Ultimately, it is difficult to consider the 2008 World Mind Sports games as anything other than a huge success. 143 countries were represented by 2763 competitors and approximately 800 staff (including team staff and judges, as well as other officials).
It is estimated that over 10 million people tuned in to broadcasts of the 2008 World Mind Sports Games, mainly from Beijing TV (the official Host Broadcaster) and Eurovision, but also online. The respective live webcast pages counted approximately 600,000 views during the events. Over 300 reporters covered the Games for more than 100 newspapers or other media outlets. It was interesting to see some of the ads aimed at the Chinese audience that were bought for the games. One that stood out in my mind was for Envy Wigs. I understand the cars, electronics, and sports equipment…but wigs? The these were not asian models or asian hairstyles being portrayed, but glossy Western images and almost no black hair! I guess it just goes to show how the culture / fashion of the west is still coveted by the emerging upward mobile Chinese even though the government is constantly demonizing the West.
Moving on from the now-defunct World Team Olympiad, Bridge showcased nine medal events. These saw the EU teams and players sweeping the gold tier, but China occupying four slots between silver and bronze — and Israel taking the silver for the Youth Pairs match, in Israel’s only medal of The Games. And the players come from hugely varied backgrounds, from Jessie Patla, a Rome baker, to Josh Drednau, a maritime lawyer in New Orleans. They all share a compelling interest and competitive spirit that explains their success.
Chess was far more mixed, with gold medals going to teams and players from the Ukraine, Russia, China, Bulgaria, Ecuador, and Hungary. The silver and bronze winners also included India, Vietnam, Singapore and Iran, with the sole European (ish) winner hailing from Greece.
Draughts saw an interesting split between Russian Draughts for Women and Brazilian Draughts for Men. Former Soviet nations swept the golds except for the Checkers division, which was taken by the USA. This marks the only Mind Sports medal that the US would win, though it is perhaps telling that the US player was Alex Moiseyev, who had been living in and playing for Russia until 1991. Barbados and the Netherlands gave the division a bit more global dispersion.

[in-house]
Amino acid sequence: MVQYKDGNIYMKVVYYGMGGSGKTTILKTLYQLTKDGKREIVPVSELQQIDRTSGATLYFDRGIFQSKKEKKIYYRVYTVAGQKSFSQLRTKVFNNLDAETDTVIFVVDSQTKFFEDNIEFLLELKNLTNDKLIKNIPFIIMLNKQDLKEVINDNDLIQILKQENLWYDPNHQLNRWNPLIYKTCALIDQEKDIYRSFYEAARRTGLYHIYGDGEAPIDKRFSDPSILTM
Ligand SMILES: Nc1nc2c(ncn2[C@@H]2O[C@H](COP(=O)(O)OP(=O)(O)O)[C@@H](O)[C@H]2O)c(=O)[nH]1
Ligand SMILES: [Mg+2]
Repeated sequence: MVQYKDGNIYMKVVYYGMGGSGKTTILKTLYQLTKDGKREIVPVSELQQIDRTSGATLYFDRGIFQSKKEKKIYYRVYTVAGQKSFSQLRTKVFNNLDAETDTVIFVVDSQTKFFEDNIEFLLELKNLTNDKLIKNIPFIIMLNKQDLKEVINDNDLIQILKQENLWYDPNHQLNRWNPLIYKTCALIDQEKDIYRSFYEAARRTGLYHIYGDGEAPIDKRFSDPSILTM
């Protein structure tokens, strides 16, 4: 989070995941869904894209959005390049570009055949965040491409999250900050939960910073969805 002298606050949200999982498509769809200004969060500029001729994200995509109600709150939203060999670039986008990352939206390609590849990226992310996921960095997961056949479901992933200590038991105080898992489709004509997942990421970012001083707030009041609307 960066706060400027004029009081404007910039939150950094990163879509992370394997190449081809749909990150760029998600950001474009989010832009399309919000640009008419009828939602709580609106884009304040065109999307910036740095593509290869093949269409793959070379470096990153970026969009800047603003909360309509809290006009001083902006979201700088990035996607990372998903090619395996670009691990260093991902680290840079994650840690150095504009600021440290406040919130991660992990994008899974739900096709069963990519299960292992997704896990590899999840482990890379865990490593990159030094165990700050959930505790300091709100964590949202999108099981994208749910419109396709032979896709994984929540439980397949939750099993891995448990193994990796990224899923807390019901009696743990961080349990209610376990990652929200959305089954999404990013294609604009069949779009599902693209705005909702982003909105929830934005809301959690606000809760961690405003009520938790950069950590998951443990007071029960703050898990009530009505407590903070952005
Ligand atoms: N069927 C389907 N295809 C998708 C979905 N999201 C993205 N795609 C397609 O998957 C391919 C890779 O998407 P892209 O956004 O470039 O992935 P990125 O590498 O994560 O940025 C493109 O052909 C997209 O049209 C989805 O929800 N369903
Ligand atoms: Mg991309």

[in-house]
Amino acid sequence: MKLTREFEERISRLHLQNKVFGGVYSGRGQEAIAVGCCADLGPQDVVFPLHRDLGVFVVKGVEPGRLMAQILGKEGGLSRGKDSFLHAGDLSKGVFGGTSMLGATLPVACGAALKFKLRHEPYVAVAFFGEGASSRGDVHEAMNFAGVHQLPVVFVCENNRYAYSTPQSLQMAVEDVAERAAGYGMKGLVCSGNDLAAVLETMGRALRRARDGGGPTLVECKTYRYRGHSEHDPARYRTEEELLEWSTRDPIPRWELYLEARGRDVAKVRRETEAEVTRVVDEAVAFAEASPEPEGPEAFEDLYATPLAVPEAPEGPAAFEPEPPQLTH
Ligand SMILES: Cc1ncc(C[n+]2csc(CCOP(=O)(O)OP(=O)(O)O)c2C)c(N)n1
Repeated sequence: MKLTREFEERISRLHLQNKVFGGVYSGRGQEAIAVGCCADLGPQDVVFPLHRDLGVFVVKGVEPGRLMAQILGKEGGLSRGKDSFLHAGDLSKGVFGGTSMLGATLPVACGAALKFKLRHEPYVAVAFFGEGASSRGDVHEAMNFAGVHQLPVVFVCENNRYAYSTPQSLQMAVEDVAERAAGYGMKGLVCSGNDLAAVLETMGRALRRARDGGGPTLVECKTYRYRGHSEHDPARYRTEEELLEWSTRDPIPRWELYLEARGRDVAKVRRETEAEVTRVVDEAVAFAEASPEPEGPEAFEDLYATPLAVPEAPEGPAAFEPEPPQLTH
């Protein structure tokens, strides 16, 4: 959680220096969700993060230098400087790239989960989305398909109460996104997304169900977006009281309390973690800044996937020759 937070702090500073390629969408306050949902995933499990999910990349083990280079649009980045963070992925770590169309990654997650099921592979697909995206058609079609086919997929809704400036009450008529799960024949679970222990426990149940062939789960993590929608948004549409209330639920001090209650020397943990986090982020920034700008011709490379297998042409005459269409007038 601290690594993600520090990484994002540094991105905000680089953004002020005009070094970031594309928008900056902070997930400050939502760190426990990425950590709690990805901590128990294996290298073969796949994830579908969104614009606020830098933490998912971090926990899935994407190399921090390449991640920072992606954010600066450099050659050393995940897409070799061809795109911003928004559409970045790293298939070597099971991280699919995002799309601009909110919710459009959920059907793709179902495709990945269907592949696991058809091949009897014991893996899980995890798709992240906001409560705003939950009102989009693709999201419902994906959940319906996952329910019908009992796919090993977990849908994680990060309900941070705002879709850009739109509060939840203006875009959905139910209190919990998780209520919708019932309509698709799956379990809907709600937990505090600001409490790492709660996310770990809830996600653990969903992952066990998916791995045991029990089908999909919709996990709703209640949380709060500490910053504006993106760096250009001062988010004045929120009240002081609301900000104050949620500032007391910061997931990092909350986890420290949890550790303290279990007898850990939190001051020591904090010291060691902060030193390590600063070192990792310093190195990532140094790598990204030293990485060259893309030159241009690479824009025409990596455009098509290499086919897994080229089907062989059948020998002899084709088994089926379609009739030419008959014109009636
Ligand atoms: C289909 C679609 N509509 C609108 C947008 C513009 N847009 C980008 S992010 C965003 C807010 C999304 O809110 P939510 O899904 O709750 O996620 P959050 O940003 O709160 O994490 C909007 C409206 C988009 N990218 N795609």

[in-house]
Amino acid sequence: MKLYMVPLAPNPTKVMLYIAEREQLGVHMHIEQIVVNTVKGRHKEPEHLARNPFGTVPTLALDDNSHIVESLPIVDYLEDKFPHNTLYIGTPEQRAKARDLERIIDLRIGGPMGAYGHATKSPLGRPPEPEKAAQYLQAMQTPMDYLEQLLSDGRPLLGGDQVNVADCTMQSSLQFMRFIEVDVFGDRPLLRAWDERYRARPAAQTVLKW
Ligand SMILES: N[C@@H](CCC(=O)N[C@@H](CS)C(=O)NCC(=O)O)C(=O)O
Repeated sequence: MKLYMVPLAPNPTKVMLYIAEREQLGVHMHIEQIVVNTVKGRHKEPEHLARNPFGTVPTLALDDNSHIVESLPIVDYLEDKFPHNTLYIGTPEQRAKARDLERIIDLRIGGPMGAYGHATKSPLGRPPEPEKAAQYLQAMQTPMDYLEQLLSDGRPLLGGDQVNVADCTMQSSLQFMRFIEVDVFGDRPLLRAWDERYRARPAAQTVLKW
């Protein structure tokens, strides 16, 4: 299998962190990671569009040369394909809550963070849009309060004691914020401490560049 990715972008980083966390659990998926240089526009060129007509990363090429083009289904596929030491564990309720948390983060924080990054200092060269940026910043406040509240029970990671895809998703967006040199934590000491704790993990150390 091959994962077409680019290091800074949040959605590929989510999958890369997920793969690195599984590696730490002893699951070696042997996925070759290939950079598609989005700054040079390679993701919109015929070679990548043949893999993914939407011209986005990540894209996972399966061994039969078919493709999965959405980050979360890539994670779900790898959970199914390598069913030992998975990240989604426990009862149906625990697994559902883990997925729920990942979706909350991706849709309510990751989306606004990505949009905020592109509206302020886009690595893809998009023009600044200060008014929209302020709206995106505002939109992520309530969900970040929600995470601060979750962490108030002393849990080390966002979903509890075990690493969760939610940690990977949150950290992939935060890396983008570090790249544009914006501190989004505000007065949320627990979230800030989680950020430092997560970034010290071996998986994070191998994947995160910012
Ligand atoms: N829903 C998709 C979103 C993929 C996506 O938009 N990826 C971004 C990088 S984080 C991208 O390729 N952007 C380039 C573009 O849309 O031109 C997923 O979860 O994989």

If you expected Go to be mainly an Asian playing field, you were wrong — it was completely an Asian playing field. North and South Korea and China had the gold, silver, and bronze all to themselves, with the sole addition of Taipei with a single silver medal.
Likewise, the Xiangqi category was unsurprisingly captured by China, who won eight out of fifteen events and all of the gold. Vietnam, Malaysia, and Hong Kong rounded out the silver and bronze, along with Australia’s sole medal in the Games (the Women’s Team silver).
The official results and team list web site showed that including officials the partipants were:
China had the largest team at 480, mostly Bridge players. France had 109 players, USA and Russia 108 players, Chinese Taipei 107 and Netherlands 102 players. The UK team with separate England, Wales and Scotland teams in some events was 109 players and there were 39 players from Ireland.
Smallest teams with one player each were from Honduras, American Samoa, St Martin, Nepal and Surinam. There were a total of 126 teams in all.